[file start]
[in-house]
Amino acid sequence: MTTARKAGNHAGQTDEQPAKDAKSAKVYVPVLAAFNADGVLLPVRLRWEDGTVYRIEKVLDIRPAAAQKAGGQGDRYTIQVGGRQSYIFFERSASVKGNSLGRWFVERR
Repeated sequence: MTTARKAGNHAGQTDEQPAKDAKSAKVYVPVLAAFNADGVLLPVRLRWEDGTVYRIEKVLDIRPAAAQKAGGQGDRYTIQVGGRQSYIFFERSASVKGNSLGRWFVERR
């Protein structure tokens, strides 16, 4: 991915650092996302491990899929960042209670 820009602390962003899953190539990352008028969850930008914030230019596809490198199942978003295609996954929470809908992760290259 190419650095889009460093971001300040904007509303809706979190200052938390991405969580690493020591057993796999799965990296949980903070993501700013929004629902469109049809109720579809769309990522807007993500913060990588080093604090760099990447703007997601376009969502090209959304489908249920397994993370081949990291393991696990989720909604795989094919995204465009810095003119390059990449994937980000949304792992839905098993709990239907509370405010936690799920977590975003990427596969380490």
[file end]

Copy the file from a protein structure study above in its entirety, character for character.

[in-house]
Amino acid sequence: MTTARKAGNHAGQTDEQPAKDAKSAKVYVPVLAAFNADGVLLPVRLRWEDGTVYRIEKVLDIRPAAAQKAGGQGDRYTIQVGGRQSYIFFERSASVKGNSLGRWFVERR
Repeated sequence: MTTARKAGNHAGQTDEQPAKDAKSAKVYVPVLAAFNADGVLLPVRLRWEDGTVYRIEKVLDIRPAAAQKAGGQGDRYTIQVGGRQSYIFFERSASVKGNSLGRWFVERR
């Protein structure tokens, strides 16, 4: 991915650092996302491990899929960042209670 820009602390962003899953190539990352008028969850930008914030230019596809490198199942978003295609996954929470809908992760290259 190419650095889009460093971001300040904007509303809706979190200052938390991405969580690493020591057993796999799965990296949980903070993501700013929004629902469109049809109720579809769309990522807007993500913060990588080093604090760099990447703007997601376009969502090209959304489908249920397994993370081949990291393991696990989720909604795989094919995204465009810095003119390059990449994937980000949304792992839905098993709990239907509370405010936690799920977590975003990427596969380490």